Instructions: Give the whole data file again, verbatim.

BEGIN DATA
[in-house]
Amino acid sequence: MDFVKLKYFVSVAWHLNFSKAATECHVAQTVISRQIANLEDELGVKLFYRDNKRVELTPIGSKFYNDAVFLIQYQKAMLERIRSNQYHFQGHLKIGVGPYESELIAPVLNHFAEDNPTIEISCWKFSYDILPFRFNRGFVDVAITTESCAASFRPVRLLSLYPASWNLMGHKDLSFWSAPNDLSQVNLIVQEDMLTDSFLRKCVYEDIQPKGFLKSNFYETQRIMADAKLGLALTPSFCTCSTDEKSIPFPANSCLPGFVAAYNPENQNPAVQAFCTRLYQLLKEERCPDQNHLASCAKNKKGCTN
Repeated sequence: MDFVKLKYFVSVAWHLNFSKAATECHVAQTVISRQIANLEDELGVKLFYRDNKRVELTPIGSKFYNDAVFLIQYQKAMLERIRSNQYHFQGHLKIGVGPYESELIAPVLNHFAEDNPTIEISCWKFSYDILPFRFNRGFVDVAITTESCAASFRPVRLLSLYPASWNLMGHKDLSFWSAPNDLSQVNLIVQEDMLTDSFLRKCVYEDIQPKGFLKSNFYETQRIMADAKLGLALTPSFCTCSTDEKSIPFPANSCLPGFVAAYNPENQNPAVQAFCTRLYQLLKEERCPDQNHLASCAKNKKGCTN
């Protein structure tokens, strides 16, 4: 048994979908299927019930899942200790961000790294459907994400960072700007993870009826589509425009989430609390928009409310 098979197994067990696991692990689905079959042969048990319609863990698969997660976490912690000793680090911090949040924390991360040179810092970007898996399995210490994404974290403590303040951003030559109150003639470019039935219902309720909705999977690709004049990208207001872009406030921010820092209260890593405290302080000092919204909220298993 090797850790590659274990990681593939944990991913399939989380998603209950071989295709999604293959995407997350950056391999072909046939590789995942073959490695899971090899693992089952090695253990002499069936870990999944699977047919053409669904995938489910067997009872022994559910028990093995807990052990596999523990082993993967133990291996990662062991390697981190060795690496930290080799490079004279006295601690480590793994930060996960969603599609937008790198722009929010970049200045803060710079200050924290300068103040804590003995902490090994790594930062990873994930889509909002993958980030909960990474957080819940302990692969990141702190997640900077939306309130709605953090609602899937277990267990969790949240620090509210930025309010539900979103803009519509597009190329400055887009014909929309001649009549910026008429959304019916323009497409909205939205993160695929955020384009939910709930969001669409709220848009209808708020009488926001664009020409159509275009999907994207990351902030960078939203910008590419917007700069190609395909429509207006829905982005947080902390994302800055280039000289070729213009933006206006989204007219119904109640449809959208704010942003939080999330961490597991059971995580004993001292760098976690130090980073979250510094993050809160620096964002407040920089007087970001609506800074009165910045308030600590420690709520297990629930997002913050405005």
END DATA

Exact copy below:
[in-house]
Amino acid sequence: MDFVKLKYFVSVAWHLNFSKAATECHVAQTVISRQIANLEDELGVKLFYRDNKRVELTPIGSKFYNDAVFLIQYQKAMLERIRSNQYHFQGHLKIGVGPYESELIAPVLNHFAEDNPTIEISCWKFSYDILPFRFNRGFVDVAITTESCAASFRPVRLLSLYPASWNLMGHKDLSFWSAPNDLSQVNLIVQEDMLTDSFLRKCVYEDIQPKGFLKSNFYETQRIMADAKLGLALTPSFCTCSTDEKSIPFPANSCLPGFVAAYNPENQNPAVQAFCTRLYQLLKEERCPDQNHLASCAKNKKGCTN
Repeated sequence: MDFVKLKYFVSVAWHLNFSKAATECHVAQTVISRQIANLEDELGVKLFYRDNKRVELTPIGSKFYNDAVFLIQYQKAMLERIRSNQYHFQGHLKIGVGPYESELIAPVLNHFAEDNPTIEISCWKFSYDILPFRFNRGFVDVAITTESCAASFRPVRLLSLYPASWNLMGHKDLSFWSAPNDLSQVNLIVQEDMLTDSFLRKCVYEDIQPKGFLKSNFYETQRIMADAKLGLALTPSFCTCSTDEKSIPFPANSCLPGFVAAYNPENQNPAVQAFCTRLYQLLKEERCPDQNHLASCAKNKKGCTN
């Protein structure tokens, strides 16, 4: 048994979908299927019930899942200790961000790294459907994400960072700007993870009826589509425009989430609390928009409310 098979197994067990696991692990689905079959042969048990319609863990698969997660976490912690000793680090911090949040924390991360040179810092970007898996399995210490994404974290403590303040951003030559109150003639470019039935219902309720909705999977690709004049990208207001872009406030921010820092209260890593405290302080000092919204909220298993 090797850790590659274990990681593939944990991913399939989380998603209950071989295709999604293959995407997350950056391999072909046939590789995942073959490695899971090899693992089952090695253990002499069936870990999944699977047919053409669904995938489910067997009872022994559910028990093995807990052990596999523990082993993967133990291996990662062991390697981190060795690496930290080799490079004279006295601690480590793994930060996960969603599609937008790198722009929010970049200045803060710079200050924290300068103040804590003995902490090994790594930062990873994930889509909002993958980030909960990474957080819940302990692969990141702190997640900077939306309130709605953090609602899937277990267990969790949240620090509210930025309010539900979103803009519509597009190329400055887009014909929309001649009549910026008429959304019916323009497409909205939205993160695929955020384009939910709930969001669409709220848009209808708020009488926001664009020409159509275009999907994207990351902030960078939203910008590419917007700069190609395909429509207006829905982005947080902390994302800055280039000289070729213009933006206006989204007219119904109640449809959208704010942003939080999330961490597991059971995580004993001292760098976690130090980073979250510094993050809160620096964002407040920089007087970001609506800074009165910045308030600590420690709520297990629930997002913050405005």